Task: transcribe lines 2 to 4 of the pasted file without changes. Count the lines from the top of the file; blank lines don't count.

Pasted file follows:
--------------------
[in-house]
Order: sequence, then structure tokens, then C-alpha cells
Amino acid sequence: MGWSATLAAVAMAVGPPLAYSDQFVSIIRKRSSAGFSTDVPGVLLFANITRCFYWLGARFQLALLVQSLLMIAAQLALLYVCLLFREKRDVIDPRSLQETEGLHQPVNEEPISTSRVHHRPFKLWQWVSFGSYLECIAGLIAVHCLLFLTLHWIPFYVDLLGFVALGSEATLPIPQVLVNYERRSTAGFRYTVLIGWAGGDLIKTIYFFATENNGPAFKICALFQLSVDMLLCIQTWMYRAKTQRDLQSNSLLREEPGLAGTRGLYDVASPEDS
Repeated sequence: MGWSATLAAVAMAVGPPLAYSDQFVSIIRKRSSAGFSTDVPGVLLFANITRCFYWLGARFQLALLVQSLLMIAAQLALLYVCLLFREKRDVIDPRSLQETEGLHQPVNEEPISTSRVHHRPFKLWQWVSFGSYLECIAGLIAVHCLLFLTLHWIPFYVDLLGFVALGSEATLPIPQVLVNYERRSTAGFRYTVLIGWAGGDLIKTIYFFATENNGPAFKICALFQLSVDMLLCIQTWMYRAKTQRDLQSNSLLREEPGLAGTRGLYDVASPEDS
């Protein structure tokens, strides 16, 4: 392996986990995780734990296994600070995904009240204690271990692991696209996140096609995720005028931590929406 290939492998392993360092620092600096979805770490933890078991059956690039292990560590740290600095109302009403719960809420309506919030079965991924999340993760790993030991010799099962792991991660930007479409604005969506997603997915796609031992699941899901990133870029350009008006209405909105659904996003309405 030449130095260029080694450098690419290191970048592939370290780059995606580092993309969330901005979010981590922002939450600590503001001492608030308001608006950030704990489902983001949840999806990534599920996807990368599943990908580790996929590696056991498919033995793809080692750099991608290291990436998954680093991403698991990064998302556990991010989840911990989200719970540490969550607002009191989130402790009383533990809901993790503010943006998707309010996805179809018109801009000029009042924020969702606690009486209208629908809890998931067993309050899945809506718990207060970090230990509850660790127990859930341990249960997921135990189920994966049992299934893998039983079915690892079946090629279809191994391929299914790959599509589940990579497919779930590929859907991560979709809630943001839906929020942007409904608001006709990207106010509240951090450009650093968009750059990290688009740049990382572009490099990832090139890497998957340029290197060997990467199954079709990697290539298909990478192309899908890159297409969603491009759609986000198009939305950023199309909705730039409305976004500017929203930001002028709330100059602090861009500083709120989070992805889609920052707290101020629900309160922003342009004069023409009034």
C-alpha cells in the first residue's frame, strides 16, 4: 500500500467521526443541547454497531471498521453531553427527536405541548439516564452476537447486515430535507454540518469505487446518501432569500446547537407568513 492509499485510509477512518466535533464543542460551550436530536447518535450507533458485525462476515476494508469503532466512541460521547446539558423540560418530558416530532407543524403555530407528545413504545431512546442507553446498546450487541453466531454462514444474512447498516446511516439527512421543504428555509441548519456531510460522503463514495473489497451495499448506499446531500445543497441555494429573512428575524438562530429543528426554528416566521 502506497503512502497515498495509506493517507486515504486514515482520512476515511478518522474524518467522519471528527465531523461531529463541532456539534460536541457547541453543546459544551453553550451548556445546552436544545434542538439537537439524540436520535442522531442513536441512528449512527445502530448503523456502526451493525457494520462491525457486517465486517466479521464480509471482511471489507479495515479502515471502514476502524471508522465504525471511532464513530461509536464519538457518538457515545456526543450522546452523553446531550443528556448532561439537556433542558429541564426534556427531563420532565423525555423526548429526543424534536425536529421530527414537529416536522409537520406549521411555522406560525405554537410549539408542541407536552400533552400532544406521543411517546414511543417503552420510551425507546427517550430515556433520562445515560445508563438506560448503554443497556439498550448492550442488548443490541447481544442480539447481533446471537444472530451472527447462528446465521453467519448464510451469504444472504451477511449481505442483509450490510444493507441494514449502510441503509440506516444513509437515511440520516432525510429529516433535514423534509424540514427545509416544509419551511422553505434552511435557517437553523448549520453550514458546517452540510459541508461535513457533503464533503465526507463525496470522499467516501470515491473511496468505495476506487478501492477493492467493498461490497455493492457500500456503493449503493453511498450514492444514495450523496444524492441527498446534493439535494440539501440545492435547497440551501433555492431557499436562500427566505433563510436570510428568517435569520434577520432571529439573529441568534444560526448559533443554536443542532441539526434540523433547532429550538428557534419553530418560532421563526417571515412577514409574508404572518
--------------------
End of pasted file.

Order: sequence, then structure tokens, then C-alpha cells
Amino acid sequence: MGWSATLAAVAMAVGPPLAYSDQFVSIIRKRSSAGFSTDVPGVLLFANITRCFYWLGARFQLALLVQSLLMIAAQLALLYVCLLFREKRDVIDPRSLQETEGLHQPVNEEPISTSRVHHRPFKLWQWVSFGSYLECIAGLIAVHCLLFLTLHWIPFYVDLLGFVALGSEATLPIPQVLVNYERRSTAGFRYTVLIGWAGGDLIKTIYFFATENNGPAFKICALFQLSVDMLLCIQTWMYRAKTQRDLQSNSLLREEPGLAGTRGLYDVASPEDS
Repeated sequence: MGWSATLAAVAMAVGPPLAYSDQFVSIIRKRSSAGFSTDVPGVLLFANITRCFYWLGARFQLALLVQSLLMIAAQLALLYVCLLFREKRDVIDPRSLQETEGLHQPVNEEPISTSRVHHRPFKLWQWVSFGSYLECIAGLIAVHCLLFLTLHWIPFYVDLLGFVALGSEATLPIPQVLVNYERRSTAGFRYTVLIGWAGGDLIKTIYFFATENNGPAFKICALFQLSVDMLLCIQTWMYRAKTQRDLQSNSLLREEPGLAGTRGLYDVASPEDS